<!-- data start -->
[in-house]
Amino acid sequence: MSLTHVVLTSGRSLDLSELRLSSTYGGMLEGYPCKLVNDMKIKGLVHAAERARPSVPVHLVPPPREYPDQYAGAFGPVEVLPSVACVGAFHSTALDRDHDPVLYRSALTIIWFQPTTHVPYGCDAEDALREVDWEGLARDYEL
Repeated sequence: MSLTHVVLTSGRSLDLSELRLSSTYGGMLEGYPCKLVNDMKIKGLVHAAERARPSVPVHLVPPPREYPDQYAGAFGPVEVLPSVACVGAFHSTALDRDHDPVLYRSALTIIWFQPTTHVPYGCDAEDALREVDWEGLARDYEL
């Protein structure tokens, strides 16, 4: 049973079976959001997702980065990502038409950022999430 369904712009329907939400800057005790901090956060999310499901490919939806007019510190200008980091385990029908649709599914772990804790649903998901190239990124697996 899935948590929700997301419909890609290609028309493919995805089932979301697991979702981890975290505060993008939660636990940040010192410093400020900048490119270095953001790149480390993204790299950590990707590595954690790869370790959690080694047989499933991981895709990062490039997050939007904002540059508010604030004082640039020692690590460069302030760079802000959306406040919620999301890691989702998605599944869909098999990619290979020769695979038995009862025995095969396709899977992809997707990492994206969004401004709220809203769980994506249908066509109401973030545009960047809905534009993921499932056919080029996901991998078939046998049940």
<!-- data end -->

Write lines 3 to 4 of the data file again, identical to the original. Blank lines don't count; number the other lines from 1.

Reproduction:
Repeated sequence: MSLTHVVLTSGRSLDLSELRLSSTYGGMLEGYPCKLVNDMKIKGLVHAAERARPSVPVHLVPPPREYPDQYAGAFGPVEVLPSVACVGAFHSTALDRDHDPVLYRSALTIIWFQPTTHVPYGCDAEDALREVDWEGLARDYEL
């Protein structure tokens, strides 16, 4: 049973079976959001997702980065990502038409950022999430 369904712009329907939400800057005790901090956060999310499901490919939806007019510190200008980091385990029908649709599914772990804790649903998901190239990124697996 899935948590929700997301419909890609290609028309493919995805089932979301697991979702981890975290505060993008939660636990940040010192410093400020900048490119270095953001790149480390993204790299950590990707590595954690790869370790959690080694047989499933991981895709990062490039997050939007904002540059508010604030004082640039020692690590460069302030760079802000959306406040919620999301890691989702998605599944869909098999990619290979020769695979038995009862025995095969396709899977992809997707990492994206969004401004709220809203769980994506249908066509109401973030545009960047809905534009993921499932056919080029996901991998078939046998049940």